Cloud Security · Security

Just How Big A Problem Is Shadow IT

Its not a problem until its a problem…

Mickey Fox

This should be enough to give you a bit of heartburn. The average large enterprise as 1200 various cloud services (including PaaS and SaaS offerings) that are in use and 98% of them are unsanctioned and unvetted SaaS apps according to the Enterprise Strategy Group. The definition of a “large enterprise” starts anywhere from 2000 to 5000 employees (depending on who you ask). This is a category that encompasses quite a big section of businesses.

It also means that out of the 1200 apps that their employees are using on cell phones, tablets, and laptops to do work with data that includes things like our home address, cell phone numbers, credit history, etc. that 1176 of those applications are being used away from the prying eyes of the company’s IT department along with vetting by the IT security teams.

Fixing this sad state of affairs is going to take a bit of doing from a few different angles. First, and perhaps easiest, is to have finance and accounting start scrutinizing those procurement card purchases. If you can tell me I tipped the taxi driver on the other side of the globe too much (despite the fact that he lugged all of my Pelican cases and my normal luggage into the hotel and put them on a trolley for me) or that a restaurant charged for the same meal twice (once without a tip and once with), then the tech should exist to audit for those charges as well.

Secondly, IT staff are going need to figure out who is using what and why and how so that they can start addressing those needs. Clearly people feel a need for these apps so it behooves all of us to find ways to provide them workable useful alternatives so that we can discourage them from randomly whipping out a card to purchase something that probably isn’t compliant with corporate security policy. Find ways to make it easy to get approved apps and hard to get unapproved ones and you will see the Shadow IT diminish drastically.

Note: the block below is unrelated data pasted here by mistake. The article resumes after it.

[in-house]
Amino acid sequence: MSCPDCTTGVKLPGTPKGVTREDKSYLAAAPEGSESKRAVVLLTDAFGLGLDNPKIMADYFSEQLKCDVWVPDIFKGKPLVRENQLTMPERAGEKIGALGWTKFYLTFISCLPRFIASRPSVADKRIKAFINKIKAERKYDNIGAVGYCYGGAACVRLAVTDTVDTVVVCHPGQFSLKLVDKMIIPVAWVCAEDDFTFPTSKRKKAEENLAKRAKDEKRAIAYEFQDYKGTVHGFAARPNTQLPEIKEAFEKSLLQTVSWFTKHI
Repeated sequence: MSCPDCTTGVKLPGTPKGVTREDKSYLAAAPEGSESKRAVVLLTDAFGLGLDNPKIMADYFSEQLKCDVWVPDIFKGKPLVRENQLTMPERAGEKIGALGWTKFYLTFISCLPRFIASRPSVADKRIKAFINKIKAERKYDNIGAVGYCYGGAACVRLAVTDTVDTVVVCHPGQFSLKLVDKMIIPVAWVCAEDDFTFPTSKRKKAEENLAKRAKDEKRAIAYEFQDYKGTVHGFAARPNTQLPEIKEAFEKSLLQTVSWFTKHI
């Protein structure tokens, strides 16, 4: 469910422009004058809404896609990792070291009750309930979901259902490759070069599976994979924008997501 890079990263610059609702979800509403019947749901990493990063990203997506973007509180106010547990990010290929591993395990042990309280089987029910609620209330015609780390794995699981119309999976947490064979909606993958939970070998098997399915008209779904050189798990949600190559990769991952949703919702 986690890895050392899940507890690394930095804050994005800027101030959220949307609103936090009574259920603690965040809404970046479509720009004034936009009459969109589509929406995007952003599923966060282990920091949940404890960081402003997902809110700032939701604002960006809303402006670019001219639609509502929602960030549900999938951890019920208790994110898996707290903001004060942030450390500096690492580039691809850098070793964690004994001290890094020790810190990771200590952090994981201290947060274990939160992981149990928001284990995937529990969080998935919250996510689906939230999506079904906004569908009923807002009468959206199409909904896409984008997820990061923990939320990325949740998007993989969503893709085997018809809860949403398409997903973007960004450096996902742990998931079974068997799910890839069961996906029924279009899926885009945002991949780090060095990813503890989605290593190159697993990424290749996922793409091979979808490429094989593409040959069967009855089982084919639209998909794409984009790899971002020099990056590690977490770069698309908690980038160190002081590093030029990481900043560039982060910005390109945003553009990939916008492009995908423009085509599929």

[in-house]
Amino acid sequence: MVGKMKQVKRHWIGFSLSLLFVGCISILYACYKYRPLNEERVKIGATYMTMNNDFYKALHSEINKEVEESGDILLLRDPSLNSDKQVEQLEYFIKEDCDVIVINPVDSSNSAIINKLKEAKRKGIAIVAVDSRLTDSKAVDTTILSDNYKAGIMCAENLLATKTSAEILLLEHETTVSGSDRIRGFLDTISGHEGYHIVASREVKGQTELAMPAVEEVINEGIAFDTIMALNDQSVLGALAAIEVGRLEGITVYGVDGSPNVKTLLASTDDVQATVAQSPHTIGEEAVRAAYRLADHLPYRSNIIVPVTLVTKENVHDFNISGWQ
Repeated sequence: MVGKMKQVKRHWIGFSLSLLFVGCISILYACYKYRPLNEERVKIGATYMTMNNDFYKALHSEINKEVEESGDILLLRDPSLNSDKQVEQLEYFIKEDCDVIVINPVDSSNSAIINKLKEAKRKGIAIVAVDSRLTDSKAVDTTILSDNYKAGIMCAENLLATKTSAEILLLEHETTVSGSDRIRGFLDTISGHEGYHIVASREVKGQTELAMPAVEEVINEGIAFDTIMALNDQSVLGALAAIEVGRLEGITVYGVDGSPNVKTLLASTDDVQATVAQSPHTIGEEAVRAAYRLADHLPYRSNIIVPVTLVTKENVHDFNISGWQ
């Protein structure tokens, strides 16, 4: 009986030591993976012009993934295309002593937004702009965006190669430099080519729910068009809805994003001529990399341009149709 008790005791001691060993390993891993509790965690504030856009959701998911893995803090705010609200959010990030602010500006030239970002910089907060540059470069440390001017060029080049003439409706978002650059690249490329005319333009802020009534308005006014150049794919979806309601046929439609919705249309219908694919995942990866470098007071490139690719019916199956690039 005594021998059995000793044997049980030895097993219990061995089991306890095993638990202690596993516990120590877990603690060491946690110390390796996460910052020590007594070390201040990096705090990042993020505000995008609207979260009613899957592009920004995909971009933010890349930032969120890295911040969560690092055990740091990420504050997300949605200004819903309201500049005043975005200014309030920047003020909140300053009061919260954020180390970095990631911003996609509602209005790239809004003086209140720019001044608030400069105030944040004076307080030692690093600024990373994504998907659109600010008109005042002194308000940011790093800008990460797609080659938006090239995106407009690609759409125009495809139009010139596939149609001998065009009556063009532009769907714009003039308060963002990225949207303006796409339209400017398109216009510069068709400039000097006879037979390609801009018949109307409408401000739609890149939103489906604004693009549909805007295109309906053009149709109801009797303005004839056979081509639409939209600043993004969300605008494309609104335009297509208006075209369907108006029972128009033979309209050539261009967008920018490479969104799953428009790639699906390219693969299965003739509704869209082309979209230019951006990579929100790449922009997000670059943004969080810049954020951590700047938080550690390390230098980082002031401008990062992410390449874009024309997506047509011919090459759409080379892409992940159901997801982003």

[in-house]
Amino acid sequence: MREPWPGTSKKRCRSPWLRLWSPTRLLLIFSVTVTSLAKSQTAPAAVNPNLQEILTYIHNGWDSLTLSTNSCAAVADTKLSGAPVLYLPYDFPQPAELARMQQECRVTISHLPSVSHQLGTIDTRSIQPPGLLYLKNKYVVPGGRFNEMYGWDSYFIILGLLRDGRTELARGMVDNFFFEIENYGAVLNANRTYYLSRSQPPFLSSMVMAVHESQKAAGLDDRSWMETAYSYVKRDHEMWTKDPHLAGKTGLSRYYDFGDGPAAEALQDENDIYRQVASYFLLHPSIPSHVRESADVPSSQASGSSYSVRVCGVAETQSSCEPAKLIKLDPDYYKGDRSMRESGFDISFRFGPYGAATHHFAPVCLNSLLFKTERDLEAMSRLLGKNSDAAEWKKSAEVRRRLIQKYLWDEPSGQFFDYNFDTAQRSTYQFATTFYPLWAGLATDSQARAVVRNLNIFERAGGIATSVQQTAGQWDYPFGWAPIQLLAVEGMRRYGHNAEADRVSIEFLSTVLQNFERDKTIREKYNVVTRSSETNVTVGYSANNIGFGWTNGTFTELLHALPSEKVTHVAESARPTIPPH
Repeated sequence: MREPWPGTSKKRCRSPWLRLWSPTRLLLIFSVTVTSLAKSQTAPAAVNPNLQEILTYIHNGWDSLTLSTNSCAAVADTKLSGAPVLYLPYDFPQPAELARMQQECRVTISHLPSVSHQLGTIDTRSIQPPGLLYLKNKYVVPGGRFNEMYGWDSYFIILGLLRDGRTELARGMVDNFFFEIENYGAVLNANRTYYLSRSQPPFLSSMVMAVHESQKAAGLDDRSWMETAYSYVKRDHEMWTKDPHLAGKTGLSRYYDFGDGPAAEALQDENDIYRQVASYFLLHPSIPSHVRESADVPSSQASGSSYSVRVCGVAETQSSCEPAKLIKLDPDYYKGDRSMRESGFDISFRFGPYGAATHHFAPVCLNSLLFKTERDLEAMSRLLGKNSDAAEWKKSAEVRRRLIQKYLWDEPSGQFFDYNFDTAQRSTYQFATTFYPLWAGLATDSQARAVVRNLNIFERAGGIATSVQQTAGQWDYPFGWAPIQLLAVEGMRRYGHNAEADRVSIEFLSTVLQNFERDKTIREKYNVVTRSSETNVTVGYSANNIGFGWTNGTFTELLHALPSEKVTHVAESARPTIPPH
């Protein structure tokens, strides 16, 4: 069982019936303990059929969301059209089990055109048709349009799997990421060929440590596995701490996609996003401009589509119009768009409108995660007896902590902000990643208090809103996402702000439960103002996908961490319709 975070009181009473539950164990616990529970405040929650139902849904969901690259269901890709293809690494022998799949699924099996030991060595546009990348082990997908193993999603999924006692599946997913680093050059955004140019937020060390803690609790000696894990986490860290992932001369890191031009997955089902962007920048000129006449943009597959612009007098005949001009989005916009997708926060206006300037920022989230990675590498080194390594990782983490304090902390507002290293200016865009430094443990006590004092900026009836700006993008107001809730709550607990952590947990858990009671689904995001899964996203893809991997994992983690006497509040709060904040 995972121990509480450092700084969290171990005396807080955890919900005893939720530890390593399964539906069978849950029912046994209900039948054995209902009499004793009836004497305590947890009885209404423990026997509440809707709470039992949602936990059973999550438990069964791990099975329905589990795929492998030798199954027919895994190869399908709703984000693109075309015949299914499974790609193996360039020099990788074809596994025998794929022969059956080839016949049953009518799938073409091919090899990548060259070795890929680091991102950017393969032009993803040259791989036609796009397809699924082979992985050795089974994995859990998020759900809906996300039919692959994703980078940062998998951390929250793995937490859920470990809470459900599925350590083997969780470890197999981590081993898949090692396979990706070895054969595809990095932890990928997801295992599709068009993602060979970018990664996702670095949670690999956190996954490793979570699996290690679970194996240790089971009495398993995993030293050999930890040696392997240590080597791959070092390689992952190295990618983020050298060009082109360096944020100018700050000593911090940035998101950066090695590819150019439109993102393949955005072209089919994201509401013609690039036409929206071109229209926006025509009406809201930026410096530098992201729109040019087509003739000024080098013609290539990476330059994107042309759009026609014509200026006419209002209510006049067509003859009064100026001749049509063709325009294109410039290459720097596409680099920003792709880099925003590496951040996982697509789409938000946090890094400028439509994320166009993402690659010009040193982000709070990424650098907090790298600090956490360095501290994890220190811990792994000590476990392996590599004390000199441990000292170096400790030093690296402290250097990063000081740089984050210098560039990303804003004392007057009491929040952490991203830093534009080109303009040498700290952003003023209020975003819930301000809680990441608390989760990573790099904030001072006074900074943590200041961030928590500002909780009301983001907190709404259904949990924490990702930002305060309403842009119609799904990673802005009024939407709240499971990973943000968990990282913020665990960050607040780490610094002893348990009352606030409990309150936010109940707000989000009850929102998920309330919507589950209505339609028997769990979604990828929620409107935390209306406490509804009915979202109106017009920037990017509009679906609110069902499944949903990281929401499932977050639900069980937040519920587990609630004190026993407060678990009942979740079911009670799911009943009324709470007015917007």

One bad habit I think that a lot of IT departments is the default deny. It goes a little like this….
Employee: Can I use App X? Its really awesome.
IT: No, its not approved.
When the employee runs into that brick wall, this is when shadow IT happens. They have a task that needs to be done and no one likes doing manual data entry and his manager thinks he’s awesome because he’s able to whip out these reports in just a few minutes.

Now lets look at how this conversation should go…
Employee: Can I use App X? Its really awesome.
IT: What is it that you do with App X?
Employee: We use it to record which clients and which client employees attend our WebEx info sessions. It lets us gauge how effective our WebEx sessions are.
IT: Oh, we already have an app for that. It even integrates into WebEx to collect the attendee emails and links them back to their SalesForce records. There will be some set up to do but another product team is already using App Y for exactly the same thing. Let me help you get set up on Y.
Since App Y is already approved, the whole shadow IT issue just got a short circuit.

Another reason people turn to Shadow IT is official IT response times. This is the biggest reason that enterprises should look to Hybrid Cloud. Private, on premise cloud for the data and services that need to stay in house and public cloud from at least 2 cloud providers to provide resiliency. One of the fundamental tenets of Cloud is self-service. If your employees can just go provision what they need and have it in a few minutes, you have just short circuited another of the reasons employees turn to Shadow IT.

If you think you can stick your head in the sand and pretend its not happening, allow me to disabuse you of that notion. Most of America works in small to medium businesses where data breaches are a) common and b) often seriously damaging. Odds of an SMB having a data breach in given calendar year are 1 in 3. For those who are breached, the statistics are grim. 25% went bankrupt within 12 months after a data breach. An additional 10% just ceased to exist. 37% of them suffered “severe financial losses”. In short, 3/4 of those that were breached suffered significant setbacks. IBM’s 2016 study estimated the average cost of a data breach at $7,000,000 without any of the incidental expenses. When incidental expenses, like hiring a PR firm to manage the legally mandated breach notifications, are added, the expense can climb quickly. SMBs, for the most part, just can’t absorb that much of a hit.

SMBs aren’t alone either. Larger enterprises suffer just as badly. While fewer of them will vanish in 12 months after a breach, the effects of the breach linger much longer and impact everything from market performance to executive compensation. If you follow my blog, then you also know that it has long term implications for stock price and thus market cap.

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